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Full-Text Articles in Education
Evaluating The Use Of A Self-Advocacy Strategy As A Means Of Improving Progress In The General Curriculum For Individuals With Cognitive Disabilities, Amy L. Schelling
The purpose of this study was to evaluate if the use of a self-advocacy strategy, with high school students identified as having a mild cognitive disability, would increase student use of self-advocacy skills across multiple school settings. Participants in the study were also identified as participating in at least one general education class at the time the study was conducted.
A multiple baseline across participants and across settings design was applied to determine the effects of instruction on students' use of a self-advocacy strategy before and after the instructional period and across settings. Use and generalization of a self-advocacy strategy ...
Stability Of Popular R-Cbm Progress Monitoring Tools: Dibels® Next And Aimsweb®, Christine Russell
Currently there is no agreed-upon method for determining the difficulty level, referred to as the readability level, of Reading Curriculum-Based Measurement (R-CBM) passages. A key tenant of R-CBM is that the passages across each grade level are equivalent in difficulty level and therefore can be used to monitor student academic improvement. The primary objective in this study was to evaluate the homogeneity of oral reading fluency progress monitoring passages of two popular passage sets that are used frequently in schools. The purpose of this research was to examine the stability of each R-CBM progress monitoring passage set as well as ...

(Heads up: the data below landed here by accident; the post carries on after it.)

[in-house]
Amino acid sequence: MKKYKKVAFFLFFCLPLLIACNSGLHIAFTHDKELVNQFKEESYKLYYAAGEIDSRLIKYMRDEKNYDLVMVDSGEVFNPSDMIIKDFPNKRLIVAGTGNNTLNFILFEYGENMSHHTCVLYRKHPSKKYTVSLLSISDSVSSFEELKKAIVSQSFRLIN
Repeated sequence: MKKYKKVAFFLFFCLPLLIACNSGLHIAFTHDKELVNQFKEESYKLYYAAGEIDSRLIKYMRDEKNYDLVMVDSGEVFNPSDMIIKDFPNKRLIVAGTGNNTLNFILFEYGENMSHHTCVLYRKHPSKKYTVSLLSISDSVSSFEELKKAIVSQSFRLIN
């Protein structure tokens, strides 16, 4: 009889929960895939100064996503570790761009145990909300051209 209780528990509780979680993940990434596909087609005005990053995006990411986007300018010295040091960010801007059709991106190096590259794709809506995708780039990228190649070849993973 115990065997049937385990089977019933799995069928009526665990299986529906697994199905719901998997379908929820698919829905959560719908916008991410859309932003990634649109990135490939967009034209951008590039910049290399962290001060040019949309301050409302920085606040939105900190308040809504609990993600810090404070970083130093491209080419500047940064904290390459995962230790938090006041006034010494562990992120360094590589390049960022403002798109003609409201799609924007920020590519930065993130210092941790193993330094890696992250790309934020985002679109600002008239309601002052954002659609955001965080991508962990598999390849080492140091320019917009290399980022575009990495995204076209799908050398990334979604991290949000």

Reading, Writing, And Repetition: Performance On Nonword Measures Bystudents With And Without Language-Learning Disabilities, Patricia J. Tattersall
The central purpose of this three-paper dissertation was to explore the ability of school-age children with and without language-learning disabilities (LLD) to apply sound/word level structure knowledge when performing speaking, spelling, and reading tasks. Data came from a larger investigation that used stratified sampling to create two ability groups—children with typical language (TL) and with LLD—comparable in terms of age (range 6 through 18 years), sex, race/ethnicity, and socioeconomic status.
The central purpose of this three-paper dissertation was to explore the ability of school-age children with and without language-learning disabilities (LLD) to apply sound/word level ...